Does Microsoft complicate its licensing on purpose?

Recent comments from the company's CEO suggest the company has little interest in simplifying its licensing any time soon

Navigating Microsoft's complex rules and programs for software licensing has been notoriously difficult for businesses -- a pain point not lost on the company, which for years has said it is trying to simplify the process for customers.

But remarks made recently by Microsoft's top executive, as well as suspicions raised by customers and software consultants, suggest that Microsoft keeps its licensing complicated for a reason, and that it has no plans to make it any simpler in the foreseeable future.

CEO Steve Ballmer was asked earlier this week at an event in London when Microsoft will simplify its licensing, according to several reports. His response: not anytime soon. "I don't anticipate a big round of simplifying our licenses," Ballmer was quoted as saying. "Every time you simplify something, you get rid of something."

While he acknowledged licensing is complicated, Ballmer said those complications sometimes allow customers to use the fine print to save themselves money. Simplifying the process, he reasoned, would cost them that advantage.

In a recent interview, Microsoft Business Division President Stephen Elop also defended Microsoft's licensing. He acknowledged that it can be difficult to contend with, but said customers find it worth the time and money they invest because it brings them products that help them to innovate and lower their costs.

Customers tend to take a big-picture view of licensing, according to Elop -- that is, they look at the value it adds to their businesses overall, rather than dwell on the minutia of individual licenses required for the products they use.

"Customers want the amount they pay to be tied to the value that they’re driving, the usage they’re getting -- that’s why these models are so complicated," he said. "For different customers, these things are measured in different ways.

"What a customer will do generally is take a big step back and say, what am I paying for e-mail? What am I paying for collaboration? And they will make a determination as to whether they think that’s fair value or less than fair value," he said.

Nevertheless, customers grouse that Microsoft's licensing terms -- particularly a requirement that they buy client access licenses (CALs) for each employee who uses Microsoft's business software -- are harder than they need to be. Some are resigned to their fate, as they don't foresee any long-term resolution to what has been a constant problem.

"I would never say that it's easy," said a senior manager at a Silicon Valley gaming company that uses Microsoft's products. While his company is generally happy with the products it uses, he said, "it's always challenging" to ensure his company stays compliant with Microsoft's licensing agreements -- especially when it comes to CALs.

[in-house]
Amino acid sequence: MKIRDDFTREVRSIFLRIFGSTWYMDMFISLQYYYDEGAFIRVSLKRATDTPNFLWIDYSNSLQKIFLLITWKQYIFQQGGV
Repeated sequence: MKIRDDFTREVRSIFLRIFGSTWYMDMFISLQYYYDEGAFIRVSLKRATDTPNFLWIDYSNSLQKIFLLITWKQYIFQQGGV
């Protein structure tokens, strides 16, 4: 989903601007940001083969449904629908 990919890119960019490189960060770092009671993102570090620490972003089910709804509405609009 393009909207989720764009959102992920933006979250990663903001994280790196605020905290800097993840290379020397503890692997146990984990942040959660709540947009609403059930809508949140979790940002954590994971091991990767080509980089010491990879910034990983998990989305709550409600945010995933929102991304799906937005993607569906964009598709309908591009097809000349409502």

Join the Good Gear Guide newsletter!

Error: Please check your email address.

Tags Microsoftsoftware licensing

Our Back to Business guide highlights the best products for you to boost your productivity at home, on the road, at the office, or in the classroom.

Keep up with the latest tech news, reviews and previews by subscribing to the Good Gear Guide newsletter.

Elizabeth Montalbano

IDG News Service
Show Comments

Essentials

Lexar® JumpDrive® S57 USB 3.0 flash drive

Learn more >

Microsoft L5V-00027 Sculpt Ergonomic Keyboard Desktop

Learn more >

Mobile

Lexar® JumpDrive® S45 USB 3.0 flash drive 

Learn more >

Exec

HD Pan/Tilt Wi-Fi Camera with Night Vision NC450

Learn more >

Audio-Technica ATH-ANC70 Noise Cancelling Headphones

Learn more >

Lexar® JumpDrive® C20c USB Type-C flash drive 

Learn more >

Lexar® Professional 1800x microSDHC™/microSDXC™ UHS-II cards 

Learn more >

Budget

Back To Business Guide

Click for more ›

Most Popular Reviews

Latest News Articles

Resources

PCW Evaluation Team

Azadeh Williams

HP OfficeJet Pro 8730

A smarter way to print for busy small business owners, combining speedy printing with scanning and copying, making it easier to produce high quality documents and images at a touch of a button.

Andrew Grant

HP OfficeJet Pro 8730

I've had a multifunction printer in the office going on 10 years now. It was a neat bit of kit back in the day -- print, copy, scan, fax -- when printing over WiFi felt a bit like magic. It’s seen better days though and an upgrade’s well overdue. This HP OfficeJet Pro 8730 looks like it ticks all the same boxes: print, copy, scan, and fax. (Really? Does anyone fax anything any more? I guess it's good to know the facility’s there, just in case.) Printing over WiFi is more-or- less standard these days.

Ed Dawson

HP OfficeJet Pro 8730

As a freelance writer who is always on the go, I like my technology to be both efficient and effective so I can do my job well. The HP OfficeJet Pro 8730 Inkjet Printer ticks all the boxes in terms of form factor, performance and user interface.

Michael Hargreaves

Windows 10 for Business / Dell XPS 13

I’d happily recommend this touchscreen laptop and Windows 10 as a great way to get serious work done at a desk or on the road.

Aysha Strobbe

Windows 10 / HP Spectre x360

Ultimately, I think the Windows 10 environment is excellent for me as it caters for so many different uses. The inclusion of the Xbox app is also great for when you need some downtime too!

Mark Escubio

Windows 10 / Lenovo Yoga 910

For me, the Xbox Play Anywhere is a great new feature as it allows you to play your current Xbox games with higher resolutions and better graphics without forking out extra cash for another copy. Although available titles are still scarce, but I’m sure it will grow in time.

Featured Content

Latest Jobs

Don’t have an account? Sign up here

Don't have an account? Sign up now

Forgot password?